Kidney stones

Definition

A kidney stone is a solid mass made up of tiny crystals. One or more stones can be in the kidney or ureter at the same time.

Alternative Names

Renal calculi; Nephrolithiasis; Stones - kidney; Calcium oxalate - stones; Cystine - stones; Struvite - stones; Uric acid - stones; Urinary lithiasis

Causes

Kidney stones are common. Some types run in families. They often occur in premature infants.

There are different types of kidney stones. The cause of the problem depends on the type of stone.

Stones can form when urine contains too much of certain substances that form crystals. These crystals can develop into stones over weeks or months.

Calcium stones can also form from combining with phosphate or carbonate.

Other types of stones include:

The biggest risk factor for kidney stones is not drinking enough fluids. Kidney stones are more likely to occur if you make less than 1 liter (32 ounces) of urine a day.

Symptoms

You may not have symptoms until the stones move down the tubes (ureters) through which urine empties into your bladder. When this happens, the stones can block the flow of urine out of the kidneys.

The main symptom is severe pain that starts and stops suddenly:

Other symptoms can include:

Exams and Tests

The health care provider will perform a physical exam. The belly area (abdomen) or back might feel sore.

Tests that may be done include:

Stones or a blockage can be seen on:

Treatment

Treatment depends on the type of stone and the severity of your symptoms.

Kidney stones that are small most often pass through your system on their own.

Some people with severe pain from kidney stones need to stay in the hospital. You may need to get fluids through an IV into your vein.

For some types of stones, your provider may prescribe medicine to prevent stones from forming or help break down and remove the material that is causing the stone. These medicines can include:

Surgery is often needed if:

Today, most treatments are much less invasive than in the past.

Talk to your provider about what treatment options may work for you.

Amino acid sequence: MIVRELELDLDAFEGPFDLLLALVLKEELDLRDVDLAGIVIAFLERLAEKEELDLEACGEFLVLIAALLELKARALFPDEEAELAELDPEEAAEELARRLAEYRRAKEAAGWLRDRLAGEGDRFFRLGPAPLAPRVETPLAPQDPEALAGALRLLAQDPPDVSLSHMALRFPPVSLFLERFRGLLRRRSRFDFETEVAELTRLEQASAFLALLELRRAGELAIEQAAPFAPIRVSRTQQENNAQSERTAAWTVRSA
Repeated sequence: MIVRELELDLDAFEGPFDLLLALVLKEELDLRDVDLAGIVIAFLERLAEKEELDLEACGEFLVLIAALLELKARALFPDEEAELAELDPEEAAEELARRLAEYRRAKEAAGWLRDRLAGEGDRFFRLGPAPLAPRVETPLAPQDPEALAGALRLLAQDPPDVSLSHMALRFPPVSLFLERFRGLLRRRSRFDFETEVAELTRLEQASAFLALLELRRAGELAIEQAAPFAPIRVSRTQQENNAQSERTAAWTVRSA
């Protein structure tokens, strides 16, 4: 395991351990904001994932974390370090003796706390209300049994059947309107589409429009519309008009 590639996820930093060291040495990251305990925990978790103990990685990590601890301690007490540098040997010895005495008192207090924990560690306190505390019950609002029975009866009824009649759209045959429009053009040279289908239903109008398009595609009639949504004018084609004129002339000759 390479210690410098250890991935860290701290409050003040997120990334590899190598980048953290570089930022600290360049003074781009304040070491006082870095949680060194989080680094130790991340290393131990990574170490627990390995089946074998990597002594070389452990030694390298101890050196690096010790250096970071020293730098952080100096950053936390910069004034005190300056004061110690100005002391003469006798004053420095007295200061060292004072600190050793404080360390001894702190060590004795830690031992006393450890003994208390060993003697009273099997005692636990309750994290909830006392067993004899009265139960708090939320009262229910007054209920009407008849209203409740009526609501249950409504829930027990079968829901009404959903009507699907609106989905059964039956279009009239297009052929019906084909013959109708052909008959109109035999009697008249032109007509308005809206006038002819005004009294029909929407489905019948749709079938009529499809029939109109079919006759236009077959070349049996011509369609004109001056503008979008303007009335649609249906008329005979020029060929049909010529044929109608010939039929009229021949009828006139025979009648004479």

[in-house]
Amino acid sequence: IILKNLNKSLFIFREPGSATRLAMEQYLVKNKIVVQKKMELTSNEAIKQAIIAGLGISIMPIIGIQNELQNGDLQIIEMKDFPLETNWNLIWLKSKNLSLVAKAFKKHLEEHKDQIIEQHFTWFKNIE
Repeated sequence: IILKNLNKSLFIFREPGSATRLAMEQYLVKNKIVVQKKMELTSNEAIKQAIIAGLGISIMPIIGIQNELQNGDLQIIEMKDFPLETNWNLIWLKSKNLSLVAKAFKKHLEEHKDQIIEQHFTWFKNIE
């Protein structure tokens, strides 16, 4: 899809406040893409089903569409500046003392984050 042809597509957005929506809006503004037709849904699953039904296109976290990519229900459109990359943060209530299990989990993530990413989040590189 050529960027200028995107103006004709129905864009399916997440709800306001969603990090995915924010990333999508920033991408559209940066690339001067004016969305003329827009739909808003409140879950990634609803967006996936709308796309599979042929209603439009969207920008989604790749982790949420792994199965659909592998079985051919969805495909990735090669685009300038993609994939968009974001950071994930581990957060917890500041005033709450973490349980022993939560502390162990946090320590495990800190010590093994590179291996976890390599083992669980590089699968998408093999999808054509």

You will need to take self-care steps. Which steps you take depend on the type of stone you have, but they may include:

Outlook (Prognosis)

Kidney stones are painful, but most of the time can be removed from the body without causing lasting damage.

Kidney stones often come back. This occurs more often if the cause is not found and treated.

You are at risk for:

Possible Complications

Complication of kidney stones may include the obstruction of the ureter (acute unilateral obstructive uropathy).

When to Contact a Medical Professional

Contact your provider if you have symptoms of a kidney stone:

If you have been diagnosed with blockage from a stone, passage must be confirmed either by capture in a strainer during urination or by follow-up x-ray. Being pain free does not confirm that the stone has passed.

Prevention

If you have a history of stones:

References

American Urological Association website. Medical management of kidney stones (2019). www.auanet.org/guidelines-and-quality/guidelines/kidney-stones-medical-mangement-guideline. Updated 2019. Accessed May 25, 2022.

American Urological Association website. Surgical management of stones: AUA/Endourology Society guideline (2016). www.auanet.org/guidelines-and-quality/guidelines/kidney-stones-surgical-management-guideline. Updated 2016. Accessed May 25, 2022.

Bushinsky DA. Nephrolithiasis. In: Goldman L, Schafer AI, eds. Goldman-Cecil Medicine. 26th ed. Philadelphia, PA: Elsevier; 2020:chap 117.

Fink HA, Wilt TJ, Eidman KE, et al. Recurrent nephrolithiasis in adults: comparative effectiveness of preventive medical strategies. Rockville, MD. Agency for Healthcare Research and Quality (US) 2012;Report No.:12-EHC049-EF. PMID: 22896859 pubmed.ncbi.nlm.nih.gov/22896859/.

Miller NL, Borofsky MS. Evaluation and medical management of urinary lithiasis. In: Partin AW, Dmochowski RR, Kavoussi LR, Peters CA, eds. Campbell-Walsh-Wein Urology. 12th ed. Philadelphia, PA: Elsevier; 2021:chap 92.


Review Date: 1/1/2022
Reviewed By: Kelly L. Stratton, MD, FACS, Associate Professor, Department of Urology, University of Oklahoma Health Sciences Center, Oklahoma City, OK. Also reviewed by David Zieve, MD, MHA, Medical Director, Brenda Conaway, Editorial Director, and the A.D.A.M. Editorial team.
The information provided herein should not be used during any medical emergency or for the diagnosis or treatment of any medical condition. A licensed medical professional should be consulted for diagnosis and treatment of any and all medical conditions. Links to other sites are provided for information only -- they do not constitute endorsements of those other sites. © 1997- A.D.A.M., a business unit of Ebix, Inc. Any duplication or distribution of the information contained herein is strictly prohibited.
© 1997- adam.comAll rights reserved.